If you feel especially down on your luck, join a free support group or skills-building group in your local community (or online), and learn from others who’re going through similar circumstances. Although it may be hard to remember, try to keep in mind that layoffs aren’t a judgment about your own abilities, experience or skills that you bring to a position.
Some days it may feel impossible to do, but try to stay positive. Although many people define their self-worth and value in this world by their job, it really isn’t everything and doesn’t have to be the defining feature of one’s life.
Look, unemployment isn’t easy. I know, I’ve been there too. It stinks and the feelings you have after losing your job are right up there with losing a close loved one in your life. But you can get through this without having your entire life fall apart.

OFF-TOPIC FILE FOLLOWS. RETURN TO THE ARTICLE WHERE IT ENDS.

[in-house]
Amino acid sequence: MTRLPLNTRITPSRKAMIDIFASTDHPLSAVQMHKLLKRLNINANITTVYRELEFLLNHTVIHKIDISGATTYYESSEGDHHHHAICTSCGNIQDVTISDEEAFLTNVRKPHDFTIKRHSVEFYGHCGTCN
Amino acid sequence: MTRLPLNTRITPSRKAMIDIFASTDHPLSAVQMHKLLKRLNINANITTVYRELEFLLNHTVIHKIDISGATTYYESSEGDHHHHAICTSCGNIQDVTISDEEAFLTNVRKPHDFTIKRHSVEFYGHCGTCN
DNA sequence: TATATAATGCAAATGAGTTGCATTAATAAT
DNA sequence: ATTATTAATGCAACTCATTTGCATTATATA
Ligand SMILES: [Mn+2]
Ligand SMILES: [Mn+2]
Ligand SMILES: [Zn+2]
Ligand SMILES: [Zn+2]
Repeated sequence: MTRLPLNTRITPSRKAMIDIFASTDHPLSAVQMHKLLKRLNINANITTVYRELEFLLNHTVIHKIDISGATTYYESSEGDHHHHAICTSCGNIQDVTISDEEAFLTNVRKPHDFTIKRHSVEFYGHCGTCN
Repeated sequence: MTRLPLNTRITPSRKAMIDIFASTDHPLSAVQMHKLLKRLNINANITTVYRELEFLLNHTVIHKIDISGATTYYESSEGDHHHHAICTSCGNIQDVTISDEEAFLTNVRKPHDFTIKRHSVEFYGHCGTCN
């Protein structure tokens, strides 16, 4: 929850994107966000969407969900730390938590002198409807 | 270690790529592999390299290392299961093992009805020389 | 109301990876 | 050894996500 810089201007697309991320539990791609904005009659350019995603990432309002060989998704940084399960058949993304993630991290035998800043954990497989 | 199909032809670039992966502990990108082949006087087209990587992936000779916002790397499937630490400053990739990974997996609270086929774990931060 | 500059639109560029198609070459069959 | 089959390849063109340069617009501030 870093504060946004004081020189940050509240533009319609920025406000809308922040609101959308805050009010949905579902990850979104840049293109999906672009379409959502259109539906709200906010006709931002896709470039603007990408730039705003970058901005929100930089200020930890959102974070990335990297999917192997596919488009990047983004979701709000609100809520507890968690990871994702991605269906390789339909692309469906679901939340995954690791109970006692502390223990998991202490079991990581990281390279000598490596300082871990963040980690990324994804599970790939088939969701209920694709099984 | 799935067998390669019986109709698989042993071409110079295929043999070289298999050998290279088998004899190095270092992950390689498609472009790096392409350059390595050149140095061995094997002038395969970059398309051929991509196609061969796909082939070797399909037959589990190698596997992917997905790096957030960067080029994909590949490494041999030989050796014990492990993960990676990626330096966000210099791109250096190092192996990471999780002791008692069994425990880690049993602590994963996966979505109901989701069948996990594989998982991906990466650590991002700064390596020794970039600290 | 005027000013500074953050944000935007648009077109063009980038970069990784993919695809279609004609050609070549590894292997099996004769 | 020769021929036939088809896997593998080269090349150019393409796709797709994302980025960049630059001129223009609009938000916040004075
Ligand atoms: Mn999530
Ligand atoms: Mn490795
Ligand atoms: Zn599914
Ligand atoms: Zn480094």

- Layoffs aren’t personal, although they often feel like they are.
- Being upset with a layoff is normal, but don’t let your upset turn into obsession or depression.
- Pessimism after a layoff is a dangerous vice; avoid stinkin’ thinkin’.
- Don’t burn bridges; keep in touch with ex-coworkers you had good relationships with.
- Work it out if you need references and set them up sooner rather than putting it off.
- Focus on and plan for the career you want to have in the future, not the job you just lost.
- Don’t put off being realistic with your finances and your own personal budget.
- Explore all your options when it comes to unemployment and health insurance. Don’t dismiss any resources available to you out of pride or ignorance.
- Be prepared to be in it for the long haul during tough economic times. This is a reflection of the poor economy, not your skills or abilities.
- Stay positive as much as possible and keep an optimistic spirit. Set realistic job goals (sending out resumes, replying to classifieds, etc.), and stick to them.
Believe in yourself, because if you don’t, others will have an even more difficult time believing in you.